I was referring to the etymology of the words. A "libertarian" is one who espouses personal liberty, or freedom -- freedom of speech, freedom of religion, freedom to own and consume illicit substances. The logical opposite, or "authoritarian", would be someone who believes in a strong, Big Brother-like state to protect us and look after us--essentially protecting us from ourselves.
A central tenet of sustainable libertarianism has always been the prevention of fraud. This requires an informed public, and functions even better with an educated public.
Another central tenet of sustainable libertarianism is being safe and secure in one's own person and property. This means that externalities imposed on a person must be either compensated for or prevented. Again, "You can sue them after they kill you" is not serious option.
Ignoring these two points - as modern people calling themselves libertarian often do - is not libertarian. It's stupid.
Libertarianism is not about legalizing marijuana. Legalizing marijuana is merely a side effect of desired policy.
For example, making a constitutional amendment that declared that no item found in a person's possession shall be used as evidence against them, and that the consumption of chemicals that do not cause externalities shall not be prohibited.
Authoritarianism, however, has several key traits.
The universal refrain of authoritarians is anti-intellectualism. The entire point of authoritarianism is to subject yourself to another authority.
What they say goes, and most importantly, you cannot countermand them. You cannot disagree with their authority. If an intellectual source disagrees with the authority, it is the intellectual source that is wrong - because the authority is perfect.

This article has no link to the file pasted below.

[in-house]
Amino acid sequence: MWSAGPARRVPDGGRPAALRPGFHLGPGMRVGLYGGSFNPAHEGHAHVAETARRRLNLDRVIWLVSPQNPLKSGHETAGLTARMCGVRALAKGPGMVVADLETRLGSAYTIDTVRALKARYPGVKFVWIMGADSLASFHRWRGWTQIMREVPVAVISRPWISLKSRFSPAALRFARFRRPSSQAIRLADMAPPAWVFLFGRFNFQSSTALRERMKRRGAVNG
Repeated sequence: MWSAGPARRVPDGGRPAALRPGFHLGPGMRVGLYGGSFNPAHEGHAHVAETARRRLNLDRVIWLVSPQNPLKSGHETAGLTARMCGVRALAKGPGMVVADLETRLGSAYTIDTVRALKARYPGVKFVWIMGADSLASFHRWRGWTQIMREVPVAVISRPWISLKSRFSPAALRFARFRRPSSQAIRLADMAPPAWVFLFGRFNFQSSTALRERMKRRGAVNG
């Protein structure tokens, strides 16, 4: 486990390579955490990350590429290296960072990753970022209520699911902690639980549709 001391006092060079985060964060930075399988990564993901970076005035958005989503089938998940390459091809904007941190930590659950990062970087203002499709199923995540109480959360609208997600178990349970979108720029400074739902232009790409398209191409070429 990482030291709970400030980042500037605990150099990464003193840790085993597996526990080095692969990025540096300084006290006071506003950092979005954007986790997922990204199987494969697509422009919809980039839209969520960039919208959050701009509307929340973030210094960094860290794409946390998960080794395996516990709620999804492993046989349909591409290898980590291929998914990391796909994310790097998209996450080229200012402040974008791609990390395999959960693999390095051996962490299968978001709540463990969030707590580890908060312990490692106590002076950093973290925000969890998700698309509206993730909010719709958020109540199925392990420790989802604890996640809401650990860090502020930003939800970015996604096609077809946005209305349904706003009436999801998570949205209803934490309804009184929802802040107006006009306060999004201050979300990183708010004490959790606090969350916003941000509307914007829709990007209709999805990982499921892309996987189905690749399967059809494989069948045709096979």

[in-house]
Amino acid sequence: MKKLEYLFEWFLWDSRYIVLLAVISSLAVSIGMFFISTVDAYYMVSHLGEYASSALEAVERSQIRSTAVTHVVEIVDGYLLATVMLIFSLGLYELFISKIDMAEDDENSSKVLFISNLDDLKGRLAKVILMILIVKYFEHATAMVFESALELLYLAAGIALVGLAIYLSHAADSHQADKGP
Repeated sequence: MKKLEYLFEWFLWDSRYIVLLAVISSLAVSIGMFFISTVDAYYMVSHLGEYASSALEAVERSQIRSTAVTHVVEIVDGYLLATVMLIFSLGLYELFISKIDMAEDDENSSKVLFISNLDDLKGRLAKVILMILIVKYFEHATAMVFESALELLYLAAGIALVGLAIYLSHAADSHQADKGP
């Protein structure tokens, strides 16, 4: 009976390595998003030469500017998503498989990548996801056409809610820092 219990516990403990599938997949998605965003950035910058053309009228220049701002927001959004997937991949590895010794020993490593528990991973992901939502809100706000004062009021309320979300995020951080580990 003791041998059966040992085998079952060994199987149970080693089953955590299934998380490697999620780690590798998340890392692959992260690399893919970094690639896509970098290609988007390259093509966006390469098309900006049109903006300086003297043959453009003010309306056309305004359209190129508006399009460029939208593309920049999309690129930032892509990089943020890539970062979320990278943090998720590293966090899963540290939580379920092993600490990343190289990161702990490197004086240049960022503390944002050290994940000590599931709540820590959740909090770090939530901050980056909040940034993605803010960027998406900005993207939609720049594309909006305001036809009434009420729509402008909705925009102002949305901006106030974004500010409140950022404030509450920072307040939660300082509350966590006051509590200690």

Authoritarianism cannot function without that structure in place. You can only trick people into authoritarianism by convincing them that you are the only authority they should consider. This is a bit dangerous, because it naturally requires that you lie to your audience at times, and either they wise up and leave you, or they become less competitive among their wiser peers. "You can fool some of the people all of the time, and all of the people some of the time." - in order to capture a country, you actually have to do it pretty quickly.
Note - I'm not referring to the authority itself. A libertarian socialist like Noam Chomsky can have authoritarian followers. People who consider the words of Mises or Rand to be gospel and perfect in nature are even more authoritarian than those they claim to oppose. Most leaders who cultivate authoritarian followings tend to be narcissists, however. Many leaders are themselves narcissists or sociopaths. "Power attracts the corruptible." and all that. But they have a very hard time building things, as a rule.
So you need keep that in mind with the 'protecting us from ourselves' mantra. Most liberals certainly want marijuana legalized. The ban on scientific studies of it is certainly an authoritarian stance by the government - but it's an old one and getting weaker each year.
On the other hand, most liberals oppose pumping toxins into the groundwater. Preventing someone from doing that isn't authoritarian - that person intends to impose externalities on others and needs to either pay for that or be prevented from doing so.
You can see that a lot here in California, where city councils are keen on outlawing sugary sodas from school cafeterias, and increasing "sin" taxes on things like tobacco and alcohol.
After the raids during the Republican National Convention across the river here, peaceful Bush protesters being arrested, the suspension of habeas corpus and warrantless wiretaps, you're focusing on taxes and corn syrup?
First off, sin taxes should generally be aligned to the externalities they impose. That is actually the logic behind many of them.
Secondly, removing corn syrup drinks from school cafeterias would only be authoritarian if
1) It was imposed on private schools as well, or
2) Was done against the will of parents in the community. Which would be rather hard to do at the local level, or
3) Banned students from bringing it in themselves.
We seem to be headed toward authoritarianism, especially with the complete Democratic sweep in our last election.
What authoritarian expansion of power did the democrats commit that the republicans did not support?